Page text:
Color, 1973, 95 mins. 91 secs.
Directed by Michael Winner
Starring Charles Bronson, Martin Balsam, Jack Colvin, Paul Koslo, Norman Fell, Ralph Waite, Eddie Firestone
Indicator (Blu-ray & DVD) (UK R0 HD/PAL), Twilight Time (Blu-ray) (US R0 HD), Sony (DVD) (US R0 NTSC) / WS (1.85:1) (16:9)

The Stone KillerThe Stone Killer

The third of six collaborations between director Michael Winner and Charles Bronson, this tough and effective cop film (which followed their work on Chato's Land and The Mechanic) is often overshadowed by the film they made one year later with this film's producer, Dino De Laurentiis: Death Wish. That's a shame as this is also a sterling example of the unique alchemy they could create together, with Bronson in top form in a role worthy of any of the others in the cop film tidal wave that hit after Dirty Harry in 1971. This would also be the second and last film (to date) adapted from a book by crime novelist John Gardner (following 1965's The Liquidator), who's perhaps best known to the general public for writing numerous James Bond novels starting in the early '80s.

After being transferred from New York to Los Angeles following a tragic shoot out, Lieutenant Lou Torrey (Bronson) arrives at his new headquarters over the opening titles accompanied by an electronic-laced funk score by the late, great Roy Budd. His new boss, Captain Daniels (sitcom regular Fell), orders him to hop right back onto a plane to New York to deliver the criminal he's just busted, Armitage (Firestone), but the short-lived trip is interrupted by a hit The Stone Killerat the airport. The assignment was carried out under the orders of mob boss Al Vescari (Balsam), who has in fingers in many pies on both coasts and has come up with a way to settle a decades-old score: hiring desperate, damaged Vietnam vets to kill everyone on his murder list. (This idea was later taken to operatic levels with Max Allan Collin's Quarry novels starting three years later). Soon Torrey is shooting, chasing, and conniving his way through an interstate vendetta that's leaving a thick trail of blood through two major cities. The Stone Killer

Loaded with colorful character actors with everyone from The Waltons' Ralph Waite to shifty Stuart Morgolin to a very young Hunter Von Leer (you'll recognize his voice right away from Halloween II) and even John Ritter (three years before he and Fell became famous on Three's Company), this is pure '70s movie nirvana. Car chase fans get a real treat fairly early on with a great, extended pursuit that smashes through a used car dealership and sends one stunt man on a motorcycle skidding under a truck, and Bronson gives one of his most physical performances as well.

Despite its pedigree, The Stone Killer has flown under the radar on home video for a long time since its initial VHS days from Columbia (and a laserdisc from Image Entertainment); it didn't hit The Stone KillerAmerican DVD until 2011 as an MOD title, at least culled from a new HD transfer as excellent as Sony's other work with its catalog titles. A handful of genuine pressed releases appeared in Europe shortly before that one, though the speed difference in the PAL transfers made Budd's score sound a little weird. Fortunately the film got a full-fledged special edition in the UK as a dual-format Blu-ray and DVD release (limited to 3,000 units) from Indicator, taken from what appears to be the same HD scan in the Sony vaults. It still looks rich and healthy here without compromising the film's gritty, often dark appearance, likely inspired by the aesthetic of The French Connection. In addition to the pristine The Stone KillerEnglish DTS-MD HD mono track (with optional SDH subtitles), the film can be played with an isolated track for Budd's score or a new audio commentary by film critic Nick Pinkerton, who focuses a great deal on Winner's career, the dozens of real locations, the prevalence of crime stories in pop culture throughout the '70s, Bronson's background, and the disparate critical response to the film upon its release. It's a solid track filled with good info (though '80s horror fans might notice the Street Trash goof). Finally you can watch the film with a 64-minute Winner interview as part The John Player Lecture series, conducted by Margaret Hinxman at London's National Film Theatre and covering his already infamous reputation at the time well before he tackled this film. Recorded just after the shooting of Lawman, it features Winner in typically chatty form as he speaks very, very quickly about his entire career up to that point with titles ranging from The Jokers to I'll Never Forget What's'isname. In "Mr. Blonde" (17m4s), actor Paul Koslo (who sports a distinctive long bleached hairdo in the film) chats about how he The Stone Killermade this at the same time as The Laughing Policeman and made a hilariously bad first impression on Winner on the set. (He and Bronson didn't exactly hit it off at first either, though they went on to make Mr. Majestyk together soon after.) Also included are the original trailer and a gallery of 75 photos including color stills, poster, paperback tie-ins, and a great batch of production shots from Winner's personal collection. Paul Talbot, author of Bronson's Loose! and Bronson's Loose Again!, would have to be here somewhere, and you'll find him in the liner notes booklet with his usual expert mixture of Bronson trivia and keen filmic observation about this film's placement in the filmography of its star; also included in the booklet is a selection of reviews and PR coverage from its release.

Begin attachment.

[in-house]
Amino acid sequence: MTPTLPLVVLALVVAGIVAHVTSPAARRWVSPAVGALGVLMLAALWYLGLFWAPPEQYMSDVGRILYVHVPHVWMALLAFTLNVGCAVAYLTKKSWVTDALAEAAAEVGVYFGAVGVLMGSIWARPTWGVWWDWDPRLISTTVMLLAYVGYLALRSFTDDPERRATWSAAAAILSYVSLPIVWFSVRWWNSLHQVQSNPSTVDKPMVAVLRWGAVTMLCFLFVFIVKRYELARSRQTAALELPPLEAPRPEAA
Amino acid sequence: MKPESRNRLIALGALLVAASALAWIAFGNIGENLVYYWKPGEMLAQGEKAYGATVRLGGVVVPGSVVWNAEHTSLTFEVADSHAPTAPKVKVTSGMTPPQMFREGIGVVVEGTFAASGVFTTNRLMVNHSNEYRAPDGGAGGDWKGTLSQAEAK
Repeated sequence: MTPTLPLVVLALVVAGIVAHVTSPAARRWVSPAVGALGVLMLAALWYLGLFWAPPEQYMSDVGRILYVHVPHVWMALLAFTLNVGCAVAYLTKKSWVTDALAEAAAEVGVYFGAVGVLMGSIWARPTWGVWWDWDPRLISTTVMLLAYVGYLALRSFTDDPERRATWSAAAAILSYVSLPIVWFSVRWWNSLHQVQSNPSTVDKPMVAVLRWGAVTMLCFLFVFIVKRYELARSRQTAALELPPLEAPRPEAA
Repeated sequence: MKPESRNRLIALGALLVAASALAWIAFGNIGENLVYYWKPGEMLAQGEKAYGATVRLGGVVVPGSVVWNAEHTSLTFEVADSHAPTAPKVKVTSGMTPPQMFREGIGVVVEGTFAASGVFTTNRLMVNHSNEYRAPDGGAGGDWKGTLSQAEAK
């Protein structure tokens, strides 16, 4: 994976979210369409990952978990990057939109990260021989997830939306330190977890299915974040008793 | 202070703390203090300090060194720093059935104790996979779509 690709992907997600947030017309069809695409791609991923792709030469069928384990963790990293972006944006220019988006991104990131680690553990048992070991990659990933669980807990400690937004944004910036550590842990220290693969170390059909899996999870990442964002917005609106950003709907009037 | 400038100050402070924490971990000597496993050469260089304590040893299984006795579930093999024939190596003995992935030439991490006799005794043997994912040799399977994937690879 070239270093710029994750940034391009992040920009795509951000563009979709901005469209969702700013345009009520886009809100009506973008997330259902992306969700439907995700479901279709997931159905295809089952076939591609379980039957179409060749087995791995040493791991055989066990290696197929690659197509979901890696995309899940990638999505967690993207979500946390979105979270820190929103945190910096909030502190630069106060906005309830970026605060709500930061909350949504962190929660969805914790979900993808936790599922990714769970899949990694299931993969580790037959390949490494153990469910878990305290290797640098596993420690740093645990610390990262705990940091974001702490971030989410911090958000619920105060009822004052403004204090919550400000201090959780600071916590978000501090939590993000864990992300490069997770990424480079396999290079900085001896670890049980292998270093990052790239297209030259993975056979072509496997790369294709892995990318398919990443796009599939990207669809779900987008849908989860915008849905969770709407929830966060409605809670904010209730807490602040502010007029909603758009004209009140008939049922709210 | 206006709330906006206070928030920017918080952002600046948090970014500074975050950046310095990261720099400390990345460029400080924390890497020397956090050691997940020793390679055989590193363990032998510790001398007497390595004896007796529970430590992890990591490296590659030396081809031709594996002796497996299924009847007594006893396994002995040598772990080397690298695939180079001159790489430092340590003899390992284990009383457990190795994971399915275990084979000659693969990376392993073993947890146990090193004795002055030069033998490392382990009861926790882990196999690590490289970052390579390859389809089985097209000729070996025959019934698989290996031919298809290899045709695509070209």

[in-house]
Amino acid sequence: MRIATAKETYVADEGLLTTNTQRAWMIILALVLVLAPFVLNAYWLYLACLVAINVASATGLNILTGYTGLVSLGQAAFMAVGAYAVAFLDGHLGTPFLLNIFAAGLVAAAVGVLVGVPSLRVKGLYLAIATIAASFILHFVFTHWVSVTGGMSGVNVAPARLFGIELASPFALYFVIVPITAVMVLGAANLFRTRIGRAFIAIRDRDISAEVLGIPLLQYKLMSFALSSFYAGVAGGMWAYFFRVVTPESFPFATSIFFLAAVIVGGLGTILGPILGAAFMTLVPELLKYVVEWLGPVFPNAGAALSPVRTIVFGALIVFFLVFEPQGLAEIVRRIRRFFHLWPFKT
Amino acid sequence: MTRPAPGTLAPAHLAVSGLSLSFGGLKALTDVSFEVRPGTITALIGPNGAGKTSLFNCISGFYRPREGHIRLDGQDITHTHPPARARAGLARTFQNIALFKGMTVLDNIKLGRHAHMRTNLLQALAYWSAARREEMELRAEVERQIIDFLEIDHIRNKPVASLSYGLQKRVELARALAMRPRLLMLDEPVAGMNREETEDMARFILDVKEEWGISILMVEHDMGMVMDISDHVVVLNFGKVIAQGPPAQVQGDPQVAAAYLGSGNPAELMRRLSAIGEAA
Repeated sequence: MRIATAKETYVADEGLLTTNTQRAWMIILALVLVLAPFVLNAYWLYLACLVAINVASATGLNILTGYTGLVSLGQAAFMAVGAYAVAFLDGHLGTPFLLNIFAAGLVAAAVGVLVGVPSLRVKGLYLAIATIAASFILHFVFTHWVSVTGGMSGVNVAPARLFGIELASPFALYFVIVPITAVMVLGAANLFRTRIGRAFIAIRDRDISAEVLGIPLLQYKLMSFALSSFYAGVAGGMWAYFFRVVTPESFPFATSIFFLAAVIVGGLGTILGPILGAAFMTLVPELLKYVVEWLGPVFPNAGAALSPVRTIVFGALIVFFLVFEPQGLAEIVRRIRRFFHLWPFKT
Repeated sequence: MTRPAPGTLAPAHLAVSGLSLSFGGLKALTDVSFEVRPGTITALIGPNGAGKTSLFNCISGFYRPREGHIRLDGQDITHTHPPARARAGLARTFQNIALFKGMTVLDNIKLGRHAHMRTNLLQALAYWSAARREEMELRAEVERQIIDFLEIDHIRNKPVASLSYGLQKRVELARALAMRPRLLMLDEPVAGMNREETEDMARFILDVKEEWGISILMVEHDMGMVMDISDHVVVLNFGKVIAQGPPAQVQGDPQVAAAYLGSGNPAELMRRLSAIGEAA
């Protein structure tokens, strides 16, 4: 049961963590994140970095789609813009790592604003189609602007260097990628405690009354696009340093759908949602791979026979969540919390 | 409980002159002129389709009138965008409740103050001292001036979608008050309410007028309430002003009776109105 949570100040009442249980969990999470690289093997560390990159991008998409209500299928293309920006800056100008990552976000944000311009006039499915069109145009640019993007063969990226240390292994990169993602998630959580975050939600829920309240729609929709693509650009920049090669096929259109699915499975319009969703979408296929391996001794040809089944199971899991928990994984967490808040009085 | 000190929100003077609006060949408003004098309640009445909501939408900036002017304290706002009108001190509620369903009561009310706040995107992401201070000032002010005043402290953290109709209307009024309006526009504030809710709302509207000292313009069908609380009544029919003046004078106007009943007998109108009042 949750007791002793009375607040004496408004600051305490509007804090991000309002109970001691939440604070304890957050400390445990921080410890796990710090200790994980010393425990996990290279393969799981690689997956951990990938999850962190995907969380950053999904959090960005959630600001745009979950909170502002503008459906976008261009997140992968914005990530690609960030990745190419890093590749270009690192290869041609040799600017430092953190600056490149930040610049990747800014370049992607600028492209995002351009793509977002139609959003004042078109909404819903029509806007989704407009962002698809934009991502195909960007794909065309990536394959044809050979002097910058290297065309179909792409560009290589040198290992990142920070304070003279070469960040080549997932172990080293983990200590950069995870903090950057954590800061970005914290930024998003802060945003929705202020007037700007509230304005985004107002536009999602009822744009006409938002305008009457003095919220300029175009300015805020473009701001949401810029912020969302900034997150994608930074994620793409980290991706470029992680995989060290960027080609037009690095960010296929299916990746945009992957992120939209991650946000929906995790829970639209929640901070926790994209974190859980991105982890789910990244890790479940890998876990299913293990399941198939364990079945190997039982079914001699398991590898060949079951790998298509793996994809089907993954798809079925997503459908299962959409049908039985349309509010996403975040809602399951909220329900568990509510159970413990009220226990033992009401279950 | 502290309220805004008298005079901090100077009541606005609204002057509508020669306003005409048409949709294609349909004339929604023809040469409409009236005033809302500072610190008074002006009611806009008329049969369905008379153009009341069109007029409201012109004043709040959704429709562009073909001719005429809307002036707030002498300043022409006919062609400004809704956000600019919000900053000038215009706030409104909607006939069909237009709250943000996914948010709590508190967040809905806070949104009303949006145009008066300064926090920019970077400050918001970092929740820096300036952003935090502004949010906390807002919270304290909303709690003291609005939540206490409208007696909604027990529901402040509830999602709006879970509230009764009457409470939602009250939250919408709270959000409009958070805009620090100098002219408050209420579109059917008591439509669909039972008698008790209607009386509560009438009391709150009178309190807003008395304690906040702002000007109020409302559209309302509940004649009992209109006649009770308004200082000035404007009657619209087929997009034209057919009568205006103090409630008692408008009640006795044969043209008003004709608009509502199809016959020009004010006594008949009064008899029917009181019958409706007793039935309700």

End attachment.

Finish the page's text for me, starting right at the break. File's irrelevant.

Though not available for review at the moment, the film was also released on Blu-ray only via Twilight Time in the U.S. from the same HD source and featuring the trailer and isolated music track. This time commentary duties are handled by Talbot, which should be enough for Bronson fans to quickly consider a double dip.

Reviewed on July 4, 2017.